Good luck!

Originally answered:

Differences in Second Round

Ashwin
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replied on Apr 18, 2018
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Here's what you can expect in Round 2:

1) Focus on your prior work ex/ background: This time, the interviewers will take longer to understand your background, its relevance to consulting, etc. Use the STAR approach to prepare content-rich, succinct stories about your past.

2) Drill-down on areas that went 'so so' in R1: Even though your R1 went well, were there areas you could've done better on? An obvious one is math, but did it take you a while to get to the right answer, or did you feel at times you were rambling, or that your questions at the end weren't strong? Make sure to think thru this and "right the wrongs" (even if there were few to no wrongs, there would always be areas for improvement) in your R2 by nailing these out of the park. You can't repeat any error or issue in R1 also in R2.

3) Speak like you're speaking to a senior client: Indeed, these will be senior folks (P, Pri) and you need to come across as mature, confident, and intelligent. Do not be informal; be switched on and present like you would to a major client.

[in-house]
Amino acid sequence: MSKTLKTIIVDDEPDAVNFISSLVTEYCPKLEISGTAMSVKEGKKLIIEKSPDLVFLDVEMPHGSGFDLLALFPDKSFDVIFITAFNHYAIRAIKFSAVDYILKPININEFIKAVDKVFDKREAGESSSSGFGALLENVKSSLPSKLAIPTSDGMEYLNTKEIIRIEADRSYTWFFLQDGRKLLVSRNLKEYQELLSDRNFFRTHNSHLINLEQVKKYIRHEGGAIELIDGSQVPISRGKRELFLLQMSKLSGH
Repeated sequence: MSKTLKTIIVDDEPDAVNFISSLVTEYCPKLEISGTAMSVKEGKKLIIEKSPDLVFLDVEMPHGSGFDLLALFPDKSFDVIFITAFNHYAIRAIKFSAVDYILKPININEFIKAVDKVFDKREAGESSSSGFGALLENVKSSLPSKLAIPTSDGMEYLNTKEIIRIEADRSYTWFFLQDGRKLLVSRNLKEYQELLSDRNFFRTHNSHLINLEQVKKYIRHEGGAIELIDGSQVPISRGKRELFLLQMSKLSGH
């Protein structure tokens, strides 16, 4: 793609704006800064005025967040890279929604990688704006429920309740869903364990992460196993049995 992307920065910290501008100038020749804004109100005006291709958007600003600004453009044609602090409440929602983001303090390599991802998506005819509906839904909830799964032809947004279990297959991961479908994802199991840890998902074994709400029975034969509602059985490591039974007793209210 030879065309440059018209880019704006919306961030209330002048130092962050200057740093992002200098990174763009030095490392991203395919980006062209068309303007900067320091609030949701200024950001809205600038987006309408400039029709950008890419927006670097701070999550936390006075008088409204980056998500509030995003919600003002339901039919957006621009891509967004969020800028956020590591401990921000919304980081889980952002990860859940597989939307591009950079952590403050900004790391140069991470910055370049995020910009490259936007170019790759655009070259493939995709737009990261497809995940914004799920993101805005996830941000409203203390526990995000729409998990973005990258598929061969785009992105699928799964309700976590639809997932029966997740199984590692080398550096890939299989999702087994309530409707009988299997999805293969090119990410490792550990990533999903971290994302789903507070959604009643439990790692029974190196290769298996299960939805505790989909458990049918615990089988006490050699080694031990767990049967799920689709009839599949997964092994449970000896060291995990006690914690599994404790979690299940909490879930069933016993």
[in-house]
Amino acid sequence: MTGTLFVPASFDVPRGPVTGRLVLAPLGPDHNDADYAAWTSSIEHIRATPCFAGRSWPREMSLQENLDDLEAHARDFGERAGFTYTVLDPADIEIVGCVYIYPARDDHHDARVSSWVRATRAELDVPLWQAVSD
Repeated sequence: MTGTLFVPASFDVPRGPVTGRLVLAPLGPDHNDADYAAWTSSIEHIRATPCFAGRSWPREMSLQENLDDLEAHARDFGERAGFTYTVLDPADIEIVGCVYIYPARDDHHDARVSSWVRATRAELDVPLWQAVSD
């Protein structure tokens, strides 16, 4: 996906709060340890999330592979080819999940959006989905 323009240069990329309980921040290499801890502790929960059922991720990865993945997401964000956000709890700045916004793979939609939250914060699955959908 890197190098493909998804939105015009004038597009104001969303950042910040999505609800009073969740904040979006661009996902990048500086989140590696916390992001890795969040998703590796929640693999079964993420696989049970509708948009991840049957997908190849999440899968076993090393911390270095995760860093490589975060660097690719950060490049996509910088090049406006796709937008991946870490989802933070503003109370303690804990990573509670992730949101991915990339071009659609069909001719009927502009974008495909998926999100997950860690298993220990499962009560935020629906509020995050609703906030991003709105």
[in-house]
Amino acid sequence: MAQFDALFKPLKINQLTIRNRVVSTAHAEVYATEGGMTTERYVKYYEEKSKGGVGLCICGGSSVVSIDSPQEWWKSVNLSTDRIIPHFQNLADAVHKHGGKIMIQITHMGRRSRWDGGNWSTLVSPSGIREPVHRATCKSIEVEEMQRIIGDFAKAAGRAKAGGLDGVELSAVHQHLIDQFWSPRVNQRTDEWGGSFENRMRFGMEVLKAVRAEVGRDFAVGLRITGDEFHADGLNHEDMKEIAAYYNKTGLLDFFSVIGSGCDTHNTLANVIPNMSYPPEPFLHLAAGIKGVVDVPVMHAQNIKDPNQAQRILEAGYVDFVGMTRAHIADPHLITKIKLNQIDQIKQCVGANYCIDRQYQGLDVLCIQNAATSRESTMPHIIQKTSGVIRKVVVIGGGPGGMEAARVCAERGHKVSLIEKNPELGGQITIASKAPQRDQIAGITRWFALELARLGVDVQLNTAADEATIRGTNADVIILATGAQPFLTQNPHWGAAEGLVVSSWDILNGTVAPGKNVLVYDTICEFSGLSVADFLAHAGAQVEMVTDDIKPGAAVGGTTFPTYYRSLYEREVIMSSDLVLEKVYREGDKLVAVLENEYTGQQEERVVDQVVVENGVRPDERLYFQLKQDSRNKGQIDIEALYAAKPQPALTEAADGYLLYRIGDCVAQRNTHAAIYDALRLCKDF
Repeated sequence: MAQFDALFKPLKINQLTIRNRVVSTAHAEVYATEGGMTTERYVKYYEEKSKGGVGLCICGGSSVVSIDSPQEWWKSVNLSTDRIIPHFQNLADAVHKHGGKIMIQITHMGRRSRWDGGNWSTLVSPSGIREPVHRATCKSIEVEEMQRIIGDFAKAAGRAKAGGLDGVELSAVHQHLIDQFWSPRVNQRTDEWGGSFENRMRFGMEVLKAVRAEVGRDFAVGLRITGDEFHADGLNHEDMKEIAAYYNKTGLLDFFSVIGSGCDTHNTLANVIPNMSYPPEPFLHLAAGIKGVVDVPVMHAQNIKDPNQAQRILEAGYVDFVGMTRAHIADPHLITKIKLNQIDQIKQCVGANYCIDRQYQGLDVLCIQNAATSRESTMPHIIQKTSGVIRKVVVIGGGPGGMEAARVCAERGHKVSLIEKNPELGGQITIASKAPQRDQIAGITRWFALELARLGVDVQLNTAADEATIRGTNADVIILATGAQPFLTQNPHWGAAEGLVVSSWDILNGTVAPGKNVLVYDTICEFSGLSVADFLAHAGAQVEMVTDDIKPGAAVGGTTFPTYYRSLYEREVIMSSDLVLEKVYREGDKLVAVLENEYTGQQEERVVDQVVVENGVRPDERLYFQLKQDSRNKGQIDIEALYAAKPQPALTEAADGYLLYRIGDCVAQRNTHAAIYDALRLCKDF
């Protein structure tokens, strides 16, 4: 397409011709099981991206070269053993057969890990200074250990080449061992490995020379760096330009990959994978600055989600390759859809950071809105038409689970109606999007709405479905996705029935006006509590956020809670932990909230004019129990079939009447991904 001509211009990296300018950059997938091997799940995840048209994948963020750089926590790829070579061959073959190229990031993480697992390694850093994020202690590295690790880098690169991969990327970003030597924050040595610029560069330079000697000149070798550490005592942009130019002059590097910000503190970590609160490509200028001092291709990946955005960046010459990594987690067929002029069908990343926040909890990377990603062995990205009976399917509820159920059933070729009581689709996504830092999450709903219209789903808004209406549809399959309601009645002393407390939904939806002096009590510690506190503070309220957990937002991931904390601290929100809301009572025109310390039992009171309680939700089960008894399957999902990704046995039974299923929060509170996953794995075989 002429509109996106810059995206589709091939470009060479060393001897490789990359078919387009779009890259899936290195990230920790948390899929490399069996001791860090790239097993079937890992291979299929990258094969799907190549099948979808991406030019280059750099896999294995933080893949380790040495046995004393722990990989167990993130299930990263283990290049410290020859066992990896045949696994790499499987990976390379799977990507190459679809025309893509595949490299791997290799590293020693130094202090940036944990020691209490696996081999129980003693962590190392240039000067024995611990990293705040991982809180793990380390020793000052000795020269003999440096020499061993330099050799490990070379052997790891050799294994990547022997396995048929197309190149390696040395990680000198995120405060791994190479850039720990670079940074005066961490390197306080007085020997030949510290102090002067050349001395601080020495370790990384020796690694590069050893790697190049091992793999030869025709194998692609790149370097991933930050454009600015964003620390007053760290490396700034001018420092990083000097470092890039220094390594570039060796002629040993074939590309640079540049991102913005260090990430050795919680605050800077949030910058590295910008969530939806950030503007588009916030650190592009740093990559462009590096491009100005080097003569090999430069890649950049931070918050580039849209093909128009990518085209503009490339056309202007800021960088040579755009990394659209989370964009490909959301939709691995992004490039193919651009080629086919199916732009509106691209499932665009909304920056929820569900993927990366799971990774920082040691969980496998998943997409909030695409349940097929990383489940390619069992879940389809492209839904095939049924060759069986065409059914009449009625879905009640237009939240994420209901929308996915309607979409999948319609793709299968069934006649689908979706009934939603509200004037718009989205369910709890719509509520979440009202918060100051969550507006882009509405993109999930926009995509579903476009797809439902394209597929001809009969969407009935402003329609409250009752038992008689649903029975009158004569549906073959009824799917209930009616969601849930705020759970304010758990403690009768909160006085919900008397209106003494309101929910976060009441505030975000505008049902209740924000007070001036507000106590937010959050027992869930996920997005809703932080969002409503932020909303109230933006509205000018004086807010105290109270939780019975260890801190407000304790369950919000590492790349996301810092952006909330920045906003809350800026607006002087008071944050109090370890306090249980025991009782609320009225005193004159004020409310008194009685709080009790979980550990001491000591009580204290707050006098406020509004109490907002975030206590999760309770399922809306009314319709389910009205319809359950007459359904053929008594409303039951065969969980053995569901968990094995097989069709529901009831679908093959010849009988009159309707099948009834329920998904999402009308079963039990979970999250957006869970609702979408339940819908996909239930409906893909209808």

4) Airport test: This is truly where the airport test is important - are you engaged, insightful, charming, interesting? Would a Partner be OK to be stuck at an Airport with you and not stay on his laptop all the way?

Good luck!

Vlad
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replied on Aug 30, 2018
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Hi,

In the final round, I would expect a bit more structured and demanding approach to the fit part. The partners in the last round are more experienced and they will challenge every single detail of your story. So make sure that you have a couple of backup stories. Thus:

1) Make sure that you've prepared everything: A story about yourself, motivational questions and the main FIT stories. Also, don't forget about your questions to the interviewer - you'd rather have an interesting conversation and score some point instead of a simple Q&A session

2) Then go through each story and think of the additional questions the interviewer may ask. It’s important since additional questions will take up to 50% of the interview. Try to remember the main details and facts and make sure that you know how to explain the key concepts quickly. Test your stories with your friends, ideally consultants, and ask for their feedback. There can be multiple groups of additional questions:

  • The interviewer may be interested in details about the context